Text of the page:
For the diagnosis of induced psychotic disorder it is necessary to identify an inductor suffering from a psychotic disorder who acts as a dominant agent in their interpersonal relation and one or more recipient in submissive position. They usually live in a symbiotic relationship, isolated from their surroundings (Tényi, 2009). The inductor is usually diagnosed with delusive disorder or schizophrenia, or seldom with an organic psychotic disorder, for example organic hallucinosis and alcohol-induced psychotic disorder (Tényi et al., 1999), metilfenidate-abuse (Greenberg, 1956) or even Huntington’s (Roth et al., 2009). Although the recipients usually show submissive, dependent traits - sometimes reaching the severity of personality disorder, subclinical paranoid behavior is also possible. The estimated prevalence of mental retardation is roughly 20-30% among recipients, and around 25% of them suffer from some sort of physical handicap - mostly sensory – that further increase their vulnerability towards the inductor (Tényi, 2009). Thematically persecutory and grandiose delusions are most common, but transference of hallucinations is also possible (Tényi et al., 1999; Dantendorfer et al., 1997).
In our case, we would like to point out the role of the inductor suffering from and organic psychiatric disorder, and also highlight the fact that a case reporting an inductor with Parkinson’s disease is yet to be published.
Parkinson’s disease – also known as primary or idiopathic parkinsonism – is a neurodegenerative disorder of the central nervous system, which mainly affect the nigro-striatal dopaminergic system. The best known symptoms are the motoric ones (brady-hypokinesis, rigor, tremor, postural instability), but psychiatric conditions (cognitive impairment, psychosis, depression, anxiety) have the same, or even greater impact on quality of life (Sandeep et al., 2015). Next to Alzheimer’s disease, Parkinson’s is one of the most common neurodegenerative disorders, with a prevalence of 0.3% of the whole population. Over the age of 60, it affects approximately 1% of the population, while over 80, its prevalence can reach as high as 4% (Van Den Eden et al., 2003).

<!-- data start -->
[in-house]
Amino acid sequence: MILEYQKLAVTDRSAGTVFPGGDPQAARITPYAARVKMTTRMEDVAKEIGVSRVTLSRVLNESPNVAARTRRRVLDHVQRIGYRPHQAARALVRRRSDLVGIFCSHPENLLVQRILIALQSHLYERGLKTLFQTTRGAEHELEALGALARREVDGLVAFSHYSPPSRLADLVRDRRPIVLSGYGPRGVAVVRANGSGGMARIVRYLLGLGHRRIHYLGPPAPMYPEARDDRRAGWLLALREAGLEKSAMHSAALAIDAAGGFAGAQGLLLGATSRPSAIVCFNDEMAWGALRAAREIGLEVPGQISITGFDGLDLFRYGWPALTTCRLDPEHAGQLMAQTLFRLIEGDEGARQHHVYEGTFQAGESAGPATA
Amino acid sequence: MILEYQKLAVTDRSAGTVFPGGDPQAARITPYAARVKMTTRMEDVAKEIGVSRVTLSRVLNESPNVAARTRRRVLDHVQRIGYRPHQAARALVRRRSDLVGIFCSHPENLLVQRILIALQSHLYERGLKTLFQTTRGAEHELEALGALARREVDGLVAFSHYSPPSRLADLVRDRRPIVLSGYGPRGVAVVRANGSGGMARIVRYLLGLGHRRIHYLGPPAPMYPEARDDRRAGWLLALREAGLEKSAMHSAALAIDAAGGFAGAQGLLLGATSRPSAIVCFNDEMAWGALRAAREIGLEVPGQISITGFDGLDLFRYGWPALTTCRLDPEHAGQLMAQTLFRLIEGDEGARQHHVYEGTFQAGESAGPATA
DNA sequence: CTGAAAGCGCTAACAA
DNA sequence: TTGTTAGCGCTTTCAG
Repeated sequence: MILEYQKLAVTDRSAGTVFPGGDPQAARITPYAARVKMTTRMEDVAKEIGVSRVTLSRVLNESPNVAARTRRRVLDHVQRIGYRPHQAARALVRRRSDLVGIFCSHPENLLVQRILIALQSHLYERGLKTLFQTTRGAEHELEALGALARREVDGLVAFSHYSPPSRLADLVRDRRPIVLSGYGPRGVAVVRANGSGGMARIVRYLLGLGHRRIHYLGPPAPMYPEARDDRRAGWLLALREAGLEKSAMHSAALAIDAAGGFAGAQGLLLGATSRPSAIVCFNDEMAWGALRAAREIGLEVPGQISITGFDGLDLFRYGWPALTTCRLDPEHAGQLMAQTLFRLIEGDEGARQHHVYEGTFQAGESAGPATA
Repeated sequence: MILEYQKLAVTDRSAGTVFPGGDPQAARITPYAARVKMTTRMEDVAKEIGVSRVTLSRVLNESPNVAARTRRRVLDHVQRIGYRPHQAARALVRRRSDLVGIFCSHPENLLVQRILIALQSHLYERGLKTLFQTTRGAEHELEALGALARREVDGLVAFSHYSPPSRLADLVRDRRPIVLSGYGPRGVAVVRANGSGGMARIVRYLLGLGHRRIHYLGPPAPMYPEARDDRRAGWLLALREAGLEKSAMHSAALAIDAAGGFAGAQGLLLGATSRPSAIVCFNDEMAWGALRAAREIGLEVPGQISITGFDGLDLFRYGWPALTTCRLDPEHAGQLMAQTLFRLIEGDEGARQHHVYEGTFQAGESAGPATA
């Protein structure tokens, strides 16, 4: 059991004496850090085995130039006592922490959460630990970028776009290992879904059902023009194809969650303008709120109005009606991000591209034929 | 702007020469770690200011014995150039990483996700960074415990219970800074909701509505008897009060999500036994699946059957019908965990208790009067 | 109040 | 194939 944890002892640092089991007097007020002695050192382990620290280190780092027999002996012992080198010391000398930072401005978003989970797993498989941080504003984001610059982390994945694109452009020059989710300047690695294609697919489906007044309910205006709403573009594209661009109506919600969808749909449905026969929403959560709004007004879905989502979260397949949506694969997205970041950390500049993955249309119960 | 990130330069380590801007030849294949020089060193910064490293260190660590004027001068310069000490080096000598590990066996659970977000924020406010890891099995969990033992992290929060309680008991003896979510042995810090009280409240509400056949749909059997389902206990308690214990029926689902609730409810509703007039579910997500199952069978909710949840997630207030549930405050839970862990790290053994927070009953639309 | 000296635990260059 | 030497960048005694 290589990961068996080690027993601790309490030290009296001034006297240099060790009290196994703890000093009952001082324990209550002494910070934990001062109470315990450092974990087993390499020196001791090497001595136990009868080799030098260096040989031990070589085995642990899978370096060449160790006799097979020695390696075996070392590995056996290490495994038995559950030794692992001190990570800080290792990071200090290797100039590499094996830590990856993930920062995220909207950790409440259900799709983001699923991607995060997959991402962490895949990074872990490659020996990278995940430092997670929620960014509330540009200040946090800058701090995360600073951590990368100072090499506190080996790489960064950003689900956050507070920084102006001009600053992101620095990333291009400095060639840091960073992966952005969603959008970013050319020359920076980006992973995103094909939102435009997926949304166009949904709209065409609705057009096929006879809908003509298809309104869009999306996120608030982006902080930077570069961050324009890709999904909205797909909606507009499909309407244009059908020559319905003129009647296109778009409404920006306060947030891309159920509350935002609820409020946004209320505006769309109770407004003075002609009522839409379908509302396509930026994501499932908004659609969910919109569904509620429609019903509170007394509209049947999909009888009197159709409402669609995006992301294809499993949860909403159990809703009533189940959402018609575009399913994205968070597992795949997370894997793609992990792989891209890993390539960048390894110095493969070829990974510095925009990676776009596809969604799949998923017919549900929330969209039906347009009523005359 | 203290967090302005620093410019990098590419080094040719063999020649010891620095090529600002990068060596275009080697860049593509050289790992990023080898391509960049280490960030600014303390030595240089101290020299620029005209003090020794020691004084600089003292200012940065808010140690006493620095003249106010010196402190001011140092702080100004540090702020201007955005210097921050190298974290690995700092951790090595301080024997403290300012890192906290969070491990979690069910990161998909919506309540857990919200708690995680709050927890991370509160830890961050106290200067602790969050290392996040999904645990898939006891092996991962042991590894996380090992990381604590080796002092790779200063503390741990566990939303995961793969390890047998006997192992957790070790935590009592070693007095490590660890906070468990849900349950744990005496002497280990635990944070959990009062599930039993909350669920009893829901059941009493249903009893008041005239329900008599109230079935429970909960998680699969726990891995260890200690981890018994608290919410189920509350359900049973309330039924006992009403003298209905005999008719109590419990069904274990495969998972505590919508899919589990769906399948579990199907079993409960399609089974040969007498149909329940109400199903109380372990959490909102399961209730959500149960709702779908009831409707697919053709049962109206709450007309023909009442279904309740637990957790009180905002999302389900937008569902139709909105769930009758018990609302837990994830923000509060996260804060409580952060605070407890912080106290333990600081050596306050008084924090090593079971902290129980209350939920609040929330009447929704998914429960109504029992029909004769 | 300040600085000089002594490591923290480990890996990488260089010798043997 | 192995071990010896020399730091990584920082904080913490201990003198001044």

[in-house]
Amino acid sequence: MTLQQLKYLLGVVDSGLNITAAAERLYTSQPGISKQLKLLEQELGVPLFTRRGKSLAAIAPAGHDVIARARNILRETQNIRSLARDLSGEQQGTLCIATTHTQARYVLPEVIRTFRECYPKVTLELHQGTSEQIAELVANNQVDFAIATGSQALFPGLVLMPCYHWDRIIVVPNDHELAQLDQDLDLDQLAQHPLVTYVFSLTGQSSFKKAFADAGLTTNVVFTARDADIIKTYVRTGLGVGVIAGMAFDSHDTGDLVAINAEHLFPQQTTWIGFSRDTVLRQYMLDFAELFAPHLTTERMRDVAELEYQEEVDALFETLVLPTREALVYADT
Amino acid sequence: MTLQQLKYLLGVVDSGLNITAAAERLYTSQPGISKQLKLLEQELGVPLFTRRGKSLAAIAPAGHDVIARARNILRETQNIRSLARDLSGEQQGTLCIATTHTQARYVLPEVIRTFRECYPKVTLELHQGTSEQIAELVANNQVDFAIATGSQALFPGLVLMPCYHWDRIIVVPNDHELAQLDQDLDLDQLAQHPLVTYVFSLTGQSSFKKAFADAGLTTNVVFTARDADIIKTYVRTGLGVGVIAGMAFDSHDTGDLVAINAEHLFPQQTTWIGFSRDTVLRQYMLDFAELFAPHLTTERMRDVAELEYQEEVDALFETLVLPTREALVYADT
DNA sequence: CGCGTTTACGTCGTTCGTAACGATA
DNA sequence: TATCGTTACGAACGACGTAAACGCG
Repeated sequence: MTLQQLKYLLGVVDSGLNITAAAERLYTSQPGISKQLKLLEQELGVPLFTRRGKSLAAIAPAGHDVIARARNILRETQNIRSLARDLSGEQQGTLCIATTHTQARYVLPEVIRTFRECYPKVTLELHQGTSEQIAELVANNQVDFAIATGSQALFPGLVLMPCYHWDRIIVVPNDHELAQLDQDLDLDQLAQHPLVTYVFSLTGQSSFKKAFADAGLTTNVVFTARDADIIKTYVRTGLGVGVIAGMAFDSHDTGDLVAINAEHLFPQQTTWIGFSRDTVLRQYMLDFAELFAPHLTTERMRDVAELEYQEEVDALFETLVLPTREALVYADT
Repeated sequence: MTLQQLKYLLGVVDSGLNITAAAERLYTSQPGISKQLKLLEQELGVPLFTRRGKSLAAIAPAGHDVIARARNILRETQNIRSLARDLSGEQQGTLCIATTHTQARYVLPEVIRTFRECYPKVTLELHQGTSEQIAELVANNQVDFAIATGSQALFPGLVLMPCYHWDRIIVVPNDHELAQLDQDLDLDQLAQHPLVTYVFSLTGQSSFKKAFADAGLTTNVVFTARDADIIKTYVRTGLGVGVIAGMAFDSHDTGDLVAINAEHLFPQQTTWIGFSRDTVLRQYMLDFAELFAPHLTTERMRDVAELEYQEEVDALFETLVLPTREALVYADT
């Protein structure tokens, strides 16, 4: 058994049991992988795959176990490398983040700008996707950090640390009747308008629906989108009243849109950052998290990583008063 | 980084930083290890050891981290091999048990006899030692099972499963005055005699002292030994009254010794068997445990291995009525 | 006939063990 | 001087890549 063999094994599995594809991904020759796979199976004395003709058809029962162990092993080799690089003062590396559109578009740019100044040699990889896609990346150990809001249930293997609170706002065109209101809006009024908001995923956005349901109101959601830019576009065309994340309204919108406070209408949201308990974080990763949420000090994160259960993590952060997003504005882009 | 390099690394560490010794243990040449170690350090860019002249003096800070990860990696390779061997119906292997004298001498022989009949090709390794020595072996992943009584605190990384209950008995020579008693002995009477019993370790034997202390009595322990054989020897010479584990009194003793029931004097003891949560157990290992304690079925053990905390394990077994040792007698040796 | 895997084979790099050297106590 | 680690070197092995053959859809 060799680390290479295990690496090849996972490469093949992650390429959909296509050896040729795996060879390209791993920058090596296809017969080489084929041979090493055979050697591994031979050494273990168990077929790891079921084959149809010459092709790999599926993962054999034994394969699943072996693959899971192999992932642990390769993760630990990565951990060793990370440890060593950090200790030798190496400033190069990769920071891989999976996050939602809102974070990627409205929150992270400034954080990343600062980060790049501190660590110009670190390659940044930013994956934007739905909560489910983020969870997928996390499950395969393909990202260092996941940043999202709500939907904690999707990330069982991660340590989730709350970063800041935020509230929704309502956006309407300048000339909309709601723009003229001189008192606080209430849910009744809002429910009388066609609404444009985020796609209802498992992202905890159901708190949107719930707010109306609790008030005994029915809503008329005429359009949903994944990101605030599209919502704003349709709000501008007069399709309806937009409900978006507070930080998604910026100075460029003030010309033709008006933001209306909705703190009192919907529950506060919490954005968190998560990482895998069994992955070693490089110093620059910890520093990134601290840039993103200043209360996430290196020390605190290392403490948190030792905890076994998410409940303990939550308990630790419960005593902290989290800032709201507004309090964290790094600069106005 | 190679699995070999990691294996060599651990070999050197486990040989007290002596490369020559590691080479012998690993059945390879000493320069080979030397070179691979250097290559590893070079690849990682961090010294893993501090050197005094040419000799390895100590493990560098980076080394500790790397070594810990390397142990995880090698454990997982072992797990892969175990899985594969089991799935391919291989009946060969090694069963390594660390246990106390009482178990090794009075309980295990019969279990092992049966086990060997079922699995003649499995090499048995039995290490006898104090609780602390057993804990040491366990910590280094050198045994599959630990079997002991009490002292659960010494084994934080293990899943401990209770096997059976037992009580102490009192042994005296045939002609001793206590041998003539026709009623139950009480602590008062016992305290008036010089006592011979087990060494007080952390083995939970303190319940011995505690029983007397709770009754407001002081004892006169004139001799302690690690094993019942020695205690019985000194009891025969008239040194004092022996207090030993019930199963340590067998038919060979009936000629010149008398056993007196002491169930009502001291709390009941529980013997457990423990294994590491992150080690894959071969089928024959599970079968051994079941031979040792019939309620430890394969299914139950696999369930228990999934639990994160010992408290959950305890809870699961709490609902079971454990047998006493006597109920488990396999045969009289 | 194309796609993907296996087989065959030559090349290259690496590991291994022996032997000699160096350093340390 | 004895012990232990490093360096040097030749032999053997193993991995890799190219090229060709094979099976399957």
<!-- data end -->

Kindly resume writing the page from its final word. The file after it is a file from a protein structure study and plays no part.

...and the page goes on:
Statistical data on psychosis in Parkinson’s disease show significant variance, different studies claim an estimated prevalence between 16-75% (Sandeep et al., 2015). Among psychotic symptoms, visual hallucinations have the highest prevalence of 16-38%, acoustic hallucinations and delusions occur in 0-22% and 1-14% of patients, respectively. Minor psychotic symptoms, such as sense of presence, passage hallucinations and illusions are reported in 17.4-72% of the cases (Sandeep et al., 2015). Etiology of psychotic symptoms in Parkinson’s disease is not fully understood, it is wildly considered as side-effect of anti-parkinson medication (especially direct dopamine agonists), although numerous different predictive factors have been identified. Gilles et al. described three main risk factors such as cognitive deficits (MMSE<24), daytime somnolence and duration of disease over 8 years (Gilles et al., 2000). Several other possible predictive symptoms are reported in the literature such as rapid rate of progression, postural instability, sleep-wake disturbances, affective symptoms, anxiety, family history positive for dementia, visual impairment (Sandeep et al., 2015).